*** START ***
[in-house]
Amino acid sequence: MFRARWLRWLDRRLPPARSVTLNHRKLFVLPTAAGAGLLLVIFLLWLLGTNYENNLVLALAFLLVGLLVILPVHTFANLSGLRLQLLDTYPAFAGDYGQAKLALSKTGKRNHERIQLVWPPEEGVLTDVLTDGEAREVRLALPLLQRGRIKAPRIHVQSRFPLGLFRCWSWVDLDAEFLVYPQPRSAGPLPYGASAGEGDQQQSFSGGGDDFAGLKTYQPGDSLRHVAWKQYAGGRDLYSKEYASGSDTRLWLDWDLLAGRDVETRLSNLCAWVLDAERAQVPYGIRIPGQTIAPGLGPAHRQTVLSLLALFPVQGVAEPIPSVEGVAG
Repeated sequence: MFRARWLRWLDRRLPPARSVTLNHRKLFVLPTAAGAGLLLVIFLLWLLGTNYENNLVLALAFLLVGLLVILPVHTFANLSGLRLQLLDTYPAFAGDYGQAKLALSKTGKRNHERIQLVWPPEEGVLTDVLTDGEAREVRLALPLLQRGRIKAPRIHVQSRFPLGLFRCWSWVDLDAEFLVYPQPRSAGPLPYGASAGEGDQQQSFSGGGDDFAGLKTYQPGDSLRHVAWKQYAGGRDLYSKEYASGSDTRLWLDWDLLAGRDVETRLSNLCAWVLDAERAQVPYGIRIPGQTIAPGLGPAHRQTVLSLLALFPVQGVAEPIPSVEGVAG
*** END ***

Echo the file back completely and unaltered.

[in-house]
Amino acid sequence: MFRARWLRWLDRRLPPARSVTLNHRKLFVLPTAAGAGLLLVIFLLWLLGTNYENNLVLALAFLLVGLLVILPVHTFANLSGLRLQLLDTYPAFAGDYGQAKLALSKTGKRNHERIQLVWPPEEGVLTDVLTDGEAREVRLALPLLQRGRIKAPRIHVQSRFPLGLFRCWSWVDLDAEFLVYPQPRSAGPLPYGASAGEGDQQQSFSGGGDDFAGLKTYQPGDSLRHVAWKQYAGGRDLYSKEYASGSDTRLWLDWDLLAGRDVETRLSNLCAWVLDAERAQVPYGIRIPGQTIAPGLGPAHRQTVLSLLALFPVQGVAEPIPSVEGVAG
Repeated sequence: MFRARWLRWLDRRLPPARSVTLNHRKLFVLPTAAGAGLLLVIFLLWLLGTNYENNLVLALAFLLVGLLVILPVHTFANLSGLRLQLLDTYPAFAGDYGQAKLALSKTGKRNHERIQLVWPPEEGVLTDVLTDGEAREVRLALPLLQRGRIKAPRIHVQSRFPLGLFRCWSWVDLDAEFLVYPQPRSAGPLPYGASAGEGDQQQSFSGGGDDFAGLKTYQPGDSLRHVAWKQYAGGRDLYSKEYASGSDTRLWLDWDLLAGRDVETRLSNLCAWVLDAERAQVPYGIRIPGQTIAPGLGPAHRQTVLSLLALFPVQGVAEPIPSVEGVAG